Threats to NFIP sustainability

Unfortunately, exponentially increasing flood risks have wreaked havoc on the risk-spreading of the NFIP. The premise of insurance is that you spread risk amongst those who have high risk and those who have low risk. If everyone’s risk is increasing, it’s awfully hard to keep costs low.

Despite being on the front line of watching historical flood zones shift and grow, the NFIP hasn’t made changes to its program for a long time. In 2012, it looked like the program would get a facelift. Congress, worried about NFIP solvency, mandated the program roll back the subsidies it offers to those in more flood-prone areas and start pricing closer to the actual risk insureds face.

Two short years later, Congress clawed back the change – the increased cost to high-risk homes and businesses was substantial and would hardly incentivize them to retain insurance. Congress worried it might have the opposite effect, leaving the government to once again pick up the whole tab for emergency events to cover those who were uninsured.

Submerged cars under flood waters

Fixes for NFIP insolvency

The changes Congress punted in 2014 are back now as the government faces the inevitable fact that the NFIP is reaching insolvency. Increased flooding has made the status quo unsustainable. Under President Joe Biden, the government has made talking about climate change a fixture of every agency.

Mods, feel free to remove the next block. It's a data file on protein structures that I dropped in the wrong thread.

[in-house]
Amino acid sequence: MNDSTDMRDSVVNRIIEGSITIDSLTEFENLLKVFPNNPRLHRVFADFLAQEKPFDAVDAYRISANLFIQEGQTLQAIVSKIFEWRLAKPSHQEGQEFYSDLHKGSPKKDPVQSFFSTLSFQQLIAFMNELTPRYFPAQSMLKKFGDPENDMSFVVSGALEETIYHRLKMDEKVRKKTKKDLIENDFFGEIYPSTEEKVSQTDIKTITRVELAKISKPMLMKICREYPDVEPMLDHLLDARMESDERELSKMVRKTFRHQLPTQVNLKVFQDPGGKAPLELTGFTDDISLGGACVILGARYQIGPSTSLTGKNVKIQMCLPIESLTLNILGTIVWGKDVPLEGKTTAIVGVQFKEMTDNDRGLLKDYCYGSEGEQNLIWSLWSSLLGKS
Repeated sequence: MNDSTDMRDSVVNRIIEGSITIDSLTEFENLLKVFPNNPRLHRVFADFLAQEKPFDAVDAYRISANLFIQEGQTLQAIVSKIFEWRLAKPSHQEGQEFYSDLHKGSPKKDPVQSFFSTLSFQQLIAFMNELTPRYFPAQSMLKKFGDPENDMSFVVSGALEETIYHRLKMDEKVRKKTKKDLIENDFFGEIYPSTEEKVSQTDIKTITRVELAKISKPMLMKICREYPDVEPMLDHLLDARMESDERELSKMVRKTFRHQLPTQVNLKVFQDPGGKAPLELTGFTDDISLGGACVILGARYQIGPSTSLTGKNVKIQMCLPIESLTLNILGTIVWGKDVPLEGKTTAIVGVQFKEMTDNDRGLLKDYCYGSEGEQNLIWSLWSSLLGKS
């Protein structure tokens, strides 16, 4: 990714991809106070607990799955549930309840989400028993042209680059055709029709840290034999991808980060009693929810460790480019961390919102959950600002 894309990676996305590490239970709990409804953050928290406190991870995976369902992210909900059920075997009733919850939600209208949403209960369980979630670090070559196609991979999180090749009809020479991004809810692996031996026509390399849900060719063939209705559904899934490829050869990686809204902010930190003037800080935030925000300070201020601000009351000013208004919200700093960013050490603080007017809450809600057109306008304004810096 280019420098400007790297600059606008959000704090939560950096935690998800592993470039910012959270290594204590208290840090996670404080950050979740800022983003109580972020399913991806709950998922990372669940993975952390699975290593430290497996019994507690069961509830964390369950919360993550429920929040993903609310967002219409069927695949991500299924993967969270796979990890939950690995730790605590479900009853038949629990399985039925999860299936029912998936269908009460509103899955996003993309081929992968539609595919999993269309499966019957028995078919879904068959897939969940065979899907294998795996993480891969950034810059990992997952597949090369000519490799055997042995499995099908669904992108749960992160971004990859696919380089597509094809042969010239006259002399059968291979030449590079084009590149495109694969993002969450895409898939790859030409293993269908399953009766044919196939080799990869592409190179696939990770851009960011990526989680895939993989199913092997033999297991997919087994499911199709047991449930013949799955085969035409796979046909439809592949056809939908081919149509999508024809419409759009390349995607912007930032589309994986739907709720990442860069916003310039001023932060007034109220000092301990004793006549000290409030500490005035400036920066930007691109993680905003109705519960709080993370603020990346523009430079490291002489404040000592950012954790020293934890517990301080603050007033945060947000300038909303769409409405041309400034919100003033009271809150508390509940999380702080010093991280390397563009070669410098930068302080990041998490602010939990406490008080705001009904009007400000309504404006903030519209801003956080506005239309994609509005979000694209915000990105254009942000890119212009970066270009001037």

While much of the talk is still largely just that, talk, FEMA is making concrete changes to address the solvency of the NFIP. Starting Oct. 1, 2021, the NFIP will begin pricing annual flood insurance to account for more factors, such as:

  • Regional flood risk (e.g., Florida coast vs. Arizona desert)
  • Personal home risk (living in a valley vs. living on a hill)
  • Property value and replacement costs

As the CNBC article states, prior to the October change, the owner of a $200,000 Montana home and the owner of a $1 million Florida coast estate could expect to pay similar rates. With the changes, the Florida homeowner will now pay more to account for their risk and higher property coverage limit. 

The earlier concerns about making NFIP coverage too expensive for those who live in or near flood zones have been replaced by other worries. Now, there is a growing concern that artificially keeping costs low is keeping local and regional governments from taking action on climate change resilience projects for local infrastructure. Adding in the awareness that flood zones are expanding as precipitation rates increase, the NFIP has also begun including climate projections in their cost, risk, and flood zone maps.

State CE for NFIP

The NFIP may be a federal program, but insurance is still a state-run proposition. In this case, the federal-state exchange is supported by the states reinforcing that all producers hoping to sell NFIP products must take continuing education (CE) courses to do so. We’ve elaborated a bit more on state-specific requirements for CE and the NFIP in this article if you’re interested.

Some states have taken a forward approach to the issues of climate resiliency as they pertain to flooding and insurance. Beginning Nov. 12, 2021, New York has implemented additional CE training for those selling NFIP insurance for licenses renewed on or after April 2022 – this is beyond the basic requirements of the program, and aimed at making sure consumers are not underinsured for their risks.